Wait - what? Floor space? We're OLD! And...CRABBY! Or at least achy. Hmmm. There's gotta be a solution to this.
ANNND - CAN WE BRING NICKI???
Ok - back to Plan A: LET'S GO!
So we pack up the tent (a ginormous circus-y thing left over from the days of the Girl Scout Troop), the air mattress (the REAL double. Air mattress manufacturers do not have the same specs as regular mattress manufacturers. In the camping world, "Double" = single, and "Queen" = just barely the Double you have at home.), the sleeping bags, various and sundry accoutrement, and Nicki's crate.
Yes, crate. You may think that's mean. I used to. I tried "crate training" our beloved Border Collie, Daisy. She HATED the crate. But, as it turned out, maybe not because it was a crate, but because we had an all-metal cage-style crate. Yup - that sounds awful. But for Daisy - the awful part was the metal. I didn't learn that until much later. Daisy was extremely sound sensitive, and anything metal was automatically a no-go. She wouldn't even retrieve a toy that landed on our metal heating grates in the floors. A quick paw swipe and victory would have been hers - but the metal was as much poison to her as a crucifix to a vampire.
But I digress.
When we brought Nicki home from her final foster home, we initially put her into a brand new, very open but not fully metal, crate. Of course, halfway home, I brought her into my lap in the front passenger seat, where she finally relaxed and fell soundly asleep - safe at last.
Our pups know when they're safe with us. Doubly so for our rescued pups.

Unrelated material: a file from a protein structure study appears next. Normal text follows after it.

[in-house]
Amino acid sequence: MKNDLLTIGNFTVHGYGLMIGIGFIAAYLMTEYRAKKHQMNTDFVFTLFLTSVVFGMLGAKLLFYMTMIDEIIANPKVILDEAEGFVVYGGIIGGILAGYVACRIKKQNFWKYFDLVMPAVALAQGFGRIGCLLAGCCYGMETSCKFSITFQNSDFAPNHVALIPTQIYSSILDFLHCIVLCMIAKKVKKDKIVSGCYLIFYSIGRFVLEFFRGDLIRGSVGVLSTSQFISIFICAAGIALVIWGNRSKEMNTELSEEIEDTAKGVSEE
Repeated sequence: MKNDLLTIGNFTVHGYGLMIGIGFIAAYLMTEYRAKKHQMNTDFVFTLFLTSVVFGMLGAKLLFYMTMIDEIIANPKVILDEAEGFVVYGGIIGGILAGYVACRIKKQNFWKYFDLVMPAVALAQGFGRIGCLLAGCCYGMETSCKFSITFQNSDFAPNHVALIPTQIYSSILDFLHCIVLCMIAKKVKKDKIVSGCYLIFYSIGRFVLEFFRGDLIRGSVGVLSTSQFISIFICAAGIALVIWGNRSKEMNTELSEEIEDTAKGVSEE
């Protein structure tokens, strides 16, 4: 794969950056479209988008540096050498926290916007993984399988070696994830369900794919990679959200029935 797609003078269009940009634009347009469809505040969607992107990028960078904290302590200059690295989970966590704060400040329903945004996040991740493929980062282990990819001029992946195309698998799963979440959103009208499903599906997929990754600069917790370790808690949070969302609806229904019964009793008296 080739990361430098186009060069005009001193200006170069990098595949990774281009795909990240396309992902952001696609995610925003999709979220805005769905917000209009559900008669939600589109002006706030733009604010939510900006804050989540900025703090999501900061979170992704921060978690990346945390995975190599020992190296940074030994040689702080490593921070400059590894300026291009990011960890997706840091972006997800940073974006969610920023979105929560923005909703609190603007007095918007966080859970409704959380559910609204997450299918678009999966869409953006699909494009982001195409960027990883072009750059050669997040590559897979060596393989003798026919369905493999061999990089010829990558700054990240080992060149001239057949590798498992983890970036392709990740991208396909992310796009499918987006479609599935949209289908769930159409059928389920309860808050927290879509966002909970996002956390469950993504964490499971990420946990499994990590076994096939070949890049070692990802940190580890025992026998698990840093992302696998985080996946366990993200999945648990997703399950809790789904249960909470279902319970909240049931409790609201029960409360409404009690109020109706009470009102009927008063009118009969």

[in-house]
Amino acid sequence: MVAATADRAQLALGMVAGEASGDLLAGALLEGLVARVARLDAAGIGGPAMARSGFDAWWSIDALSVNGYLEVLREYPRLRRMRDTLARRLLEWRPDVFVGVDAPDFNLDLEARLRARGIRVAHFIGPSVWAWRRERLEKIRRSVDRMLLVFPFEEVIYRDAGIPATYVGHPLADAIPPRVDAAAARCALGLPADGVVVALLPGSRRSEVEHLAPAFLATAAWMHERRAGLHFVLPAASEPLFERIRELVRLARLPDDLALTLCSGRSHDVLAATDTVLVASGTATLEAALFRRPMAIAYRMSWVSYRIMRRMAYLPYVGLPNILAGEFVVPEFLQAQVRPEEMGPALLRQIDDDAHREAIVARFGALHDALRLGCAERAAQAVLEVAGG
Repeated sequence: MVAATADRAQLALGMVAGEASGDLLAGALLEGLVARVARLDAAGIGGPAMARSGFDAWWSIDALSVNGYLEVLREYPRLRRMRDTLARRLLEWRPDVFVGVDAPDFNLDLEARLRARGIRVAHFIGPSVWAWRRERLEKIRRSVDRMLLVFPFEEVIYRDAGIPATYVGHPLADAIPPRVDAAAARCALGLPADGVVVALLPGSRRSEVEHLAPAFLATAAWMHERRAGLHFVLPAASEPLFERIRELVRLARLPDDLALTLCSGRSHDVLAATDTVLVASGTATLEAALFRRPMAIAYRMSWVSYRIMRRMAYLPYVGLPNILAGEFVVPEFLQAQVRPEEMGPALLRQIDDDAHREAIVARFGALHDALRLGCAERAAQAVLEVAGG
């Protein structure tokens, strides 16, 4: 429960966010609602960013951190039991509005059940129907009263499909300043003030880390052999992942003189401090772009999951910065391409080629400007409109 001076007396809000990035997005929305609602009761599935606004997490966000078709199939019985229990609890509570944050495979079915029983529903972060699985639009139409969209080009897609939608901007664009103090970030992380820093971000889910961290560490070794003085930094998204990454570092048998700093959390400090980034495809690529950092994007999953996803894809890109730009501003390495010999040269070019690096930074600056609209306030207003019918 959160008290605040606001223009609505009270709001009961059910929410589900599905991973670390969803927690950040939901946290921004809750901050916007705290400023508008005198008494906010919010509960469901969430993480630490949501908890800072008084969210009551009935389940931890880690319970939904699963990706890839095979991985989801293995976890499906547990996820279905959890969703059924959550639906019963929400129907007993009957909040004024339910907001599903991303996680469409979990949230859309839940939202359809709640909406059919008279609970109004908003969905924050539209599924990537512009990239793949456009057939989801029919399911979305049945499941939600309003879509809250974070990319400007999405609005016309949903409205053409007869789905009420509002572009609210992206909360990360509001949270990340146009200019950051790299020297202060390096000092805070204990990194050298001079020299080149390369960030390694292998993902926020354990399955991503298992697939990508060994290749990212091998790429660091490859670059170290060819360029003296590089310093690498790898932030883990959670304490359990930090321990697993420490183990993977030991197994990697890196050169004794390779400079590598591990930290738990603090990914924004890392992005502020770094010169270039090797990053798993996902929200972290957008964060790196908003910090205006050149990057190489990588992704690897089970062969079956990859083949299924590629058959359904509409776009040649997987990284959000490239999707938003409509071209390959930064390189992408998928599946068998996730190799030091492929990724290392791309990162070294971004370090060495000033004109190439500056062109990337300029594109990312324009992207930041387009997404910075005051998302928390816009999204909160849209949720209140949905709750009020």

Still - for the first few weeks, we put Nicki in her crate at night and closed the door. In that way, she had a safe place near us (the crate was in our bedroom) where she could rest and be safe, and we could know that she wasn't scouting the rugs for a midnight pee....
Eventually, we'd leave the bedroom door closed, but her crate open. That extended her "den" to our entire bedroom. No peeing in the den. And it also allowed for cuddling in the bed with us - when she finally became comfortable enough with us!! A major coup! Still, even with the crate door bungeed open, Nicki often heads into the crate to take her personal time. It is her space. We respect it.
But - back to camping. Whenever there's a situation in which Nicki might either come under stress or be unsure of appropriateness (like peeing inside the tent), putting her into her crate and closing the door solves all problems. She does not feel restricted. How do I know? Because a dog that has been mistreated lets you know when she's being mistreated - even if it's only in her mind.
We set up camp in our friends' yard, and set up the inside of the tent almost the same as our bedroom at home. Nicki's crate was positioned so she could see us all night, but the door was kept closed to keep the possibility of negatives down.
And with all that set and ready, Nicki had a great time camping! She got to cuddle with us on our "bed" in the mornings, took long walks down the roads, and showed not one inkling of getting into the bay. No swimming for her! There were kids visiting, and Nicki loves kids. Bonus! There were lots of extra people to charm, and charm she did. One friend even told her husband that she wanted to get a Mini Aussie. Of course, I suggested New Spirit 4 Aussies . When people meet Nicki, they're always surprised to learn that she's a rescued dog.
We all got to hang out by the bay, spend hours talking with friends, and just relax. And Nicki got to do something that all dogs want to do, but rarely achieve: she got to spend two entire days outside with us! Dogs often only get to be outside with their people for walks. Or, unfortunately, as Nicki had been with the guy from whom she was rescued, they're tied out all the time - alone. These few days, we all spent as much time outdoors as possible - together.
|Well! This is ..... different .....|
|Staying on the land side, thanks.|
|So many new things to smell!!|
|A quiet moment by the bay.|
|Once you've got one, there's no place like home!|